Look closely at real estate supply and demand. If there are more sellers than buyers in the market, housing prices may decrease. Thus, it may be better to wait and see if the market improves before selling.
5. Each spouse’s income
When planning a divorce, it’s important to consider each spouse's source of income. If one spouse does not have a reliable source of income, they may be entitled to spousal support or alimony. For example, a spouse who gave up a career to raise children or support the marriage in other ways may be entitled to spousal support. Sometimes, a divorcing spouse will need temporary spousal support to carry them through as they look for a way to get back into the workforce.
6. Your credit score
One of the most important things to keep in mind when preparing for a divorce is that your credit score can impact your ability to rebuild your life. For example, having good credit can help you secure loans or financing after a divorce that would allow you to purchase a new car or home. Some effective strategies for improving your credit score include paying off existing debts, limiting your spending, and monitoring your credit report regularly.
To improve your credit now, it’s crucial to stay disciplined with your spending and make timely payments on your debts. Create a monthly budget – or revisit the one you currently have – to see where you could cut corners.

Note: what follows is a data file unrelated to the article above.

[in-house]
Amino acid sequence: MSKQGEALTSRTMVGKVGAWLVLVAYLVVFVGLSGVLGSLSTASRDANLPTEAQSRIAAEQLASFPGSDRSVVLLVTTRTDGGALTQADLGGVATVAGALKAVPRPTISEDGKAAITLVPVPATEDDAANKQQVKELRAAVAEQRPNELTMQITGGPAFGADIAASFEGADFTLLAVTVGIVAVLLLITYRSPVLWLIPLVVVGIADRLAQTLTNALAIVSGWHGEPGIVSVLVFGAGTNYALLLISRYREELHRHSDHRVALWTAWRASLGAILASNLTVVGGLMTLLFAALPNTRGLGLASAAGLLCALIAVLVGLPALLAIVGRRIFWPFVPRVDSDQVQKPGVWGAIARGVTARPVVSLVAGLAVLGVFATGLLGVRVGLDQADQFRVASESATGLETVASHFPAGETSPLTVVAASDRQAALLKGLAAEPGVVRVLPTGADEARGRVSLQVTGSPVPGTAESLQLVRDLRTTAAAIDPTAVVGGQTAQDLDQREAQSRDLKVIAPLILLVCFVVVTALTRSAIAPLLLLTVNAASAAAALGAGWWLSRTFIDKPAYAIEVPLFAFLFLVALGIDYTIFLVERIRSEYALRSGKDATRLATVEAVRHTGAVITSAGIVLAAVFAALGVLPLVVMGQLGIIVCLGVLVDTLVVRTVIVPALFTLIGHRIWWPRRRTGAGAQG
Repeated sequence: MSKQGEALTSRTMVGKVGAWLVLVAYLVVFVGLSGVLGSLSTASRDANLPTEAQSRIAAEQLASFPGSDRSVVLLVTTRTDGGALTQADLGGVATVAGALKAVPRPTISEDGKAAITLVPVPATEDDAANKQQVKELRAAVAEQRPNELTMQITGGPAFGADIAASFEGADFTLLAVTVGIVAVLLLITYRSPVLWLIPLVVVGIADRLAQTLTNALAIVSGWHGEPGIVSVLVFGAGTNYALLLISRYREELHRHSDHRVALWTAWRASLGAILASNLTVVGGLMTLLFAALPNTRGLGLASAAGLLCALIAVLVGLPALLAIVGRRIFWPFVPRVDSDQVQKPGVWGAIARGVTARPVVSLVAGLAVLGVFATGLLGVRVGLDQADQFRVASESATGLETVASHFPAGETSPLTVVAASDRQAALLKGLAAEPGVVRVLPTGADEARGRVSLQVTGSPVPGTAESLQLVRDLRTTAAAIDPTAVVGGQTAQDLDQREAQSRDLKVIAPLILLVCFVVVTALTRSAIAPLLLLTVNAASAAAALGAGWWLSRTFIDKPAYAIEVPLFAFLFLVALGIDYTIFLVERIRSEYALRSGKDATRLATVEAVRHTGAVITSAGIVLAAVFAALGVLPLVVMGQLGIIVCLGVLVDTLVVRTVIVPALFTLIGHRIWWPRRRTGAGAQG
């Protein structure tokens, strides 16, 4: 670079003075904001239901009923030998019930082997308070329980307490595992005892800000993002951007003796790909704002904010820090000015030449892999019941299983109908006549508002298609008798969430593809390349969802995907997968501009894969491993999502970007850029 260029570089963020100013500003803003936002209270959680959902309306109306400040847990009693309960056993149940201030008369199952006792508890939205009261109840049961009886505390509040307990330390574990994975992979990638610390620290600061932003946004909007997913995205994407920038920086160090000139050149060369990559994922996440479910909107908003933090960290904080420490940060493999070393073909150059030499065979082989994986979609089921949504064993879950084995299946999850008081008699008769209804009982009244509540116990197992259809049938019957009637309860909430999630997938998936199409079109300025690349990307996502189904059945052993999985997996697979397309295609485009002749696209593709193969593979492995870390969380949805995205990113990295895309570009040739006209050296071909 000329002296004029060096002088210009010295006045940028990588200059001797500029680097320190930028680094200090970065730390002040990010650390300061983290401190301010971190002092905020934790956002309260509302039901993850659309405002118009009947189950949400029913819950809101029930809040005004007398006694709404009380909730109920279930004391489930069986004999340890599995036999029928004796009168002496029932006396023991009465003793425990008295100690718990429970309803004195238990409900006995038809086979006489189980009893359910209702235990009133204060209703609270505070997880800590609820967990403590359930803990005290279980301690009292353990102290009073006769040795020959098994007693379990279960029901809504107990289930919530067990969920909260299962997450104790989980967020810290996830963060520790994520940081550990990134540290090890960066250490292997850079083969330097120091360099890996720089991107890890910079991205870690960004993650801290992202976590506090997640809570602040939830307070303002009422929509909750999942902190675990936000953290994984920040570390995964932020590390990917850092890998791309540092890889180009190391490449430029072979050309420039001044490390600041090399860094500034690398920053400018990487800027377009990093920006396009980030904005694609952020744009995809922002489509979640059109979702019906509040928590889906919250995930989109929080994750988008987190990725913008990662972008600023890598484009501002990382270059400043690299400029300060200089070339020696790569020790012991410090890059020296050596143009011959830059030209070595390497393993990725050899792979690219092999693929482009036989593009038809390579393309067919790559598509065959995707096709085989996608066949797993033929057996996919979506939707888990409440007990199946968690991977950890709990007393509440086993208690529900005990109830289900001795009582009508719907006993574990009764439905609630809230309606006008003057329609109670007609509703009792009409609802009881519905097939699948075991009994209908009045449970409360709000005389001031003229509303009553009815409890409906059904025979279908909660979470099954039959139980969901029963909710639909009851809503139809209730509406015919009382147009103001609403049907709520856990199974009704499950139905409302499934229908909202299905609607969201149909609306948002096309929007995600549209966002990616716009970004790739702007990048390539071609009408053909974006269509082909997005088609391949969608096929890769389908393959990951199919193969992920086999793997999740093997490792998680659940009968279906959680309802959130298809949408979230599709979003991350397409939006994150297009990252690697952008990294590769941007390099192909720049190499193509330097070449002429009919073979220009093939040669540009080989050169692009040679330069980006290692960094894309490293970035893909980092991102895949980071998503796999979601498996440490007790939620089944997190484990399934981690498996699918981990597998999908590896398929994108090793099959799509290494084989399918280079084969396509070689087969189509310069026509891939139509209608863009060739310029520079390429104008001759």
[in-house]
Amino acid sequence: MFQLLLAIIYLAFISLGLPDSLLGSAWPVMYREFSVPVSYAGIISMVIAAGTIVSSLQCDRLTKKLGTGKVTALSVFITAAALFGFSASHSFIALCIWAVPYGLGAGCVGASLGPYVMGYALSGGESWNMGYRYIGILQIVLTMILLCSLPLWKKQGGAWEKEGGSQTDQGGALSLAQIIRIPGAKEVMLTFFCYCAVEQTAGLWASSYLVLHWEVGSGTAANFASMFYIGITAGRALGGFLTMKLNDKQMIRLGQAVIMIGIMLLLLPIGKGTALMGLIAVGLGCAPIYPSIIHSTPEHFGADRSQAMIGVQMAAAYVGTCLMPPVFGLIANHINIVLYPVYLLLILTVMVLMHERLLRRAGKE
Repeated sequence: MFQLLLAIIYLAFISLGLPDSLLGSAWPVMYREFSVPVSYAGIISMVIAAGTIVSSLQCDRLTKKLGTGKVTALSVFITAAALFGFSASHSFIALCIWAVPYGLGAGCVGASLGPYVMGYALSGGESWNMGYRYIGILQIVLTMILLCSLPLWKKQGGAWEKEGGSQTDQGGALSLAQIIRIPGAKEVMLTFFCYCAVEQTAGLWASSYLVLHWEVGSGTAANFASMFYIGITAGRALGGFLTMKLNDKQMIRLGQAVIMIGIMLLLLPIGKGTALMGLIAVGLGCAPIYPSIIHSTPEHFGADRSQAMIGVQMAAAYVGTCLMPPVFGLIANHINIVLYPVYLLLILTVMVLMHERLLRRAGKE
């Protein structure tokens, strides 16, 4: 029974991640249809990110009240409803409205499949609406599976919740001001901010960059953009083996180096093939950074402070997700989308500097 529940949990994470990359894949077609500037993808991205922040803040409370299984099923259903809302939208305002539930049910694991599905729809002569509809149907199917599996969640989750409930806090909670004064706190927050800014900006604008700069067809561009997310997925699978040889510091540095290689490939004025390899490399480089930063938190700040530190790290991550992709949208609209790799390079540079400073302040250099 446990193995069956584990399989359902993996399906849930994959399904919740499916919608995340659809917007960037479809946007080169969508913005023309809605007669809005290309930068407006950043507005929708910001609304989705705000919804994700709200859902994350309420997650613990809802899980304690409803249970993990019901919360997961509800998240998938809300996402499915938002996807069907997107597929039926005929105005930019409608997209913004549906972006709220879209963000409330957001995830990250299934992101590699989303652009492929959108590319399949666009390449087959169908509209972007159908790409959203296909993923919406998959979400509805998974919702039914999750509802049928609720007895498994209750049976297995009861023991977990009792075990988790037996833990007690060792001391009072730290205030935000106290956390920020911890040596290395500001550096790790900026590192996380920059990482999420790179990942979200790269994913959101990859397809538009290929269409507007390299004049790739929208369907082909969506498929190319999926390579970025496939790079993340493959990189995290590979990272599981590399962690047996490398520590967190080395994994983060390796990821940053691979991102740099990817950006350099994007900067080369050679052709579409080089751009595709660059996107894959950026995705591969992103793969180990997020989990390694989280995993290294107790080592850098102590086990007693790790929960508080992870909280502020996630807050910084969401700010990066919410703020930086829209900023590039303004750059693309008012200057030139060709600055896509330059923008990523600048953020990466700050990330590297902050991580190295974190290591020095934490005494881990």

7. Child support
If you have minor children, the earlier in their lives you file for divorce, the more child support someone might have to pay. Not only this, but the payments for very young children could be larger – especially if the other parent gave up a career or stopped working to raise the children.
Further, if you're the recipient of support, note that your own marital status may impact your ability to receive support. If you remarry, for example, your new marital status would likely eliminate any alimony payments, and it may also reduce or eliminate child support payments, depending on the circumstances of your new marriage.
Your safety comes first
While you may want to wait to file for divorce until certain financial opportunities arise – a better housing market or a more opportune time in your career, for example – the presence of domestic abuse or other danger must take precedence. Your safety is of utmost importance.
If you’re in a dangerous situation, the well-being of yourself and your children comes first. You can call the National Domestic Violence Hotline at 1-800-799-7233. You should never put yourself or others at risk by waiting too long to end an abusive or dangerous relationship.
If you’d like to learn about the financial planning services offered by Hello Divorce, it’s easy to do so. Click here to view our calendar and set up a free 15-minute phone call with an account coordinator. Or, click here to learn about working with a certified divorce financial analyst (CDFA) and here to learn about our flat-rate CDFA services.